April 22, 2019, The Texas Tribune, Elizabeth Byrne - Katherine Edmundson didn’t know her 7-year-old son was off Medicaid until she took him to the dentist for his annual cleaning in February. An employee at the front desk told her that his coverage was invalid and that her son couldn’t be seen that day. “At that time, he was already needing to be seen,” said Edmundson, a receptionist at a public school in Edinburg. “I was going to be charged over $100 just for a cleaning and it was time for him to have X-rays done.” After leaving the dentist with her son’s teeth still in need of a cleaning, Edmundson said she went home and immediately started another Medicaid application. She said she doesn’t remember receiving any notice from the state’s Health and Human Service Commission that her son lost coverage and her income hadn’t changed since it was last renewed. Commission spokeswoman Carrie Williams said confidentiality laws prevented her from discussing individual cases. The struggles of parents like Edmundson are why some state legislators are calling for a change in the renewal process of children’s Medicaid in Texas.
April 20, 2019, The New York Times, Robert Pear - Sarah Lueck, a health policy analyst at the liberal-leaning Center on Budget and Policy Priorities, saw another potential problem in the Senate bill. Even if a person with cancer could buy insurance without being charged a higher premium, she said, “his or her benefits could run out because the insurer imposes an annual or lifetime limit.” Republicans say they want to work with Democrats on the issue. Representative Tom Reed of New York, for example, said that Democrats should just “take yes for an answer” because Republicans agree with them on the need to protect people with pre-existing conditions. “We heard the voice and the fear that was the result of the 2018 election, where this issue became a centerpiece in that vernacular and in that debate,” Mr. Reed said. “Pre-existing condition protections will remain the law of the land.”
April 19, 2019, Modern Healthcare, Harris Meyer - Burdensome state eligibility redetermination processes have pushed down Medicaid enrollment in a number of states, raising questions about whether eligible adults and children are being wrongly dropped from coverage, according to a new report. Enrollment in Medicaid and the Children’s Health Insurance Program dipped last year by about 1.6 million, including 744,000 children, according to the report by the liberal advocacy group Families USA. It fell most sharply in states like Tennessee, Arkansas and Missouri, which have established tougher new eligibility redetermination processes. Those three states saw declines of 9.7%, 7.3% and 7.2%, respectively.
April 19, 2019, Vox, Sarah Kliff - More than 1 million Americans have lost health coverage since 2016, a new report from the Congressional Budget Office finds. The report - which came out within hours of the Mueller report on Thursday and so didn’t get much attention - follows other studies, all suggesting that America’s uninsured rate is rising under President Trump, whose administration has passed new rules that make it more difficult to enroll in coverage. The CBO estimates that the number of Americans without insurance has risen from 27.5 million in 2016 to 28.9 million in 2018, an increase of 1.4 million Americans going uninsured. Much of that increase is concentrated in the Medicaid program, where the Trump administration has approved new rules like work requirements that can make it more difficult for low-income Americans to enroll in the program.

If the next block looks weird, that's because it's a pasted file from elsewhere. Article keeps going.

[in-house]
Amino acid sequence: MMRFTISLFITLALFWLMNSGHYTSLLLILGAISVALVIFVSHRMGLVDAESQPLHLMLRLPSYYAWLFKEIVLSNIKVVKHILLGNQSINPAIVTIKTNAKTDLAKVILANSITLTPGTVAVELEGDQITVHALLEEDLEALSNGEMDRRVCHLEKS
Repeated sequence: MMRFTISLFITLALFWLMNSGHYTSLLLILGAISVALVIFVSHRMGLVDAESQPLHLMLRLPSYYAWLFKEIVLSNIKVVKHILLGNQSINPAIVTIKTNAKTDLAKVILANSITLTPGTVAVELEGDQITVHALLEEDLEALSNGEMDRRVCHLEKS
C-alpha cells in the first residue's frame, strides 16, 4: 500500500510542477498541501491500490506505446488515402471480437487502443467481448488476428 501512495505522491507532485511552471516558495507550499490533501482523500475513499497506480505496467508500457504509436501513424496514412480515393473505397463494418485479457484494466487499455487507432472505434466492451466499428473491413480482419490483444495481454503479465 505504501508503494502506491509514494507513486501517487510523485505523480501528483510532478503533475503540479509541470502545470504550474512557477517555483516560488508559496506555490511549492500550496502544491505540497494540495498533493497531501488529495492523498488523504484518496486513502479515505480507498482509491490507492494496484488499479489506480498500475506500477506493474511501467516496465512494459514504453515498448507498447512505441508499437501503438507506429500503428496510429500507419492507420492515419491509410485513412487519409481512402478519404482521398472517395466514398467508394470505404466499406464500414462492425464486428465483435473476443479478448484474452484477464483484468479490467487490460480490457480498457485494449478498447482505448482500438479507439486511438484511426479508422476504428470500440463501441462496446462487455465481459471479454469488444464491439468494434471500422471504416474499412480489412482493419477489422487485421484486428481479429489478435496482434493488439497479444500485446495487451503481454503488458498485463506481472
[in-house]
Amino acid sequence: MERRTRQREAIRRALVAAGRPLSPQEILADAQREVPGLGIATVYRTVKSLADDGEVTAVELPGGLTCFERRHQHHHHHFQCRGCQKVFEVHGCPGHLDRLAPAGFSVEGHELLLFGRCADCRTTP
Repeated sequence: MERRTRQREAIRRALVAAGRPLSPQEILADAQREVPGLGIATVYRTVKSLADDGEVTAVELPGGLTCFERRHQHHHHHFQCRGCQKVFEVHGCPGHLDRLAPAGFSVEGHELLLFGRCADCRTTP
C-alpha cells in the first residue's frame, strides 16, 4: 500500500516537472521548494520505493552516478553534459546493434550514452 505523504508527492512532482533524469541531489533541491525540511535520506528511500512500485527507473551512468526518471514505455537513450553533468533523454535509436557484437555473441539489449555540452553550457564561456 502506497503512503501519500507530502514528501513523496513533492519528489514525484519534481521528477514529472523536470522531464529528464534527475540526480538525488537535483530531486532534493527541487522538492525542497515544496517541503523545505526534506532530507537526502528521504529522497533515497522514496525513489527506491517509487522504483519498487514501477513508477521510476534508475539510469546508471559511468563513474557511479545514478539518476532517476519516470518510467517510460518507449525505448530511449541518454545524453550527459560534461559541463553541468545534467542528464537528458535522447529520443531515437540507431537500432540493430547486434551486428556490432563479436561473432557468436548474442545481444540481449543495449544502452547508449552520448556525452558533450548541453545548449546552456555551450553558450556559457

April 17, 2019, Tennessean, Brett Kelman- More than 24,000 children joined TennCare in the past two months, partially reversing a two-year purge of kids from state insurance programs that has worried families, doctors and lawmakers alike. TennCare officials also insisted Tuesday they did not cut children without alerting their parents, despite acknowledging that they’ve used an outdated, “rudimentary” system to process applications and renewals for years. TennCare enrollment data posted online late last week shows that nearly 22,000 kids enrolled in the program in February and another 2,500 kids enrolled in March. This new data replaces older state data showing 52,000 children were cut from TennCare in February. Those figures were later taken offline after officials said they were incorrect.
April 17, 2019, CBS News, Jim Axelrod - A growing number of states are passing laws to protect patients from surprise medical bills. Fifty-seven percent of Americans have been hit with a bill they thought would be covered by insurance and 20 percent of those bills were from doctors outside their insurance networks. It was pure bliss for Adam and Laura Parkinson when their son, Nathan, arrived 13 months ago. Then within days came a second delivery. They received a surprise medical bill for $3,700. “For a doctor that we’ve seen for five minutes to give us a bill like this. It was crazy,” said Adam Parkinson. They’d done their homework, choosing an in-network hospital and obstetrician to avoid any surprises. But the anesthesiologist, who administered an epidural for Laura was out-of-network. After an appeal, insurance paid a portion. But the Parkinsons were on the hook for nearly $1,500. “You go to a hospital expecting it to be in network. You don’t have to ask a question of every single person who walks in the door, hold on are you in-network,” Adam said.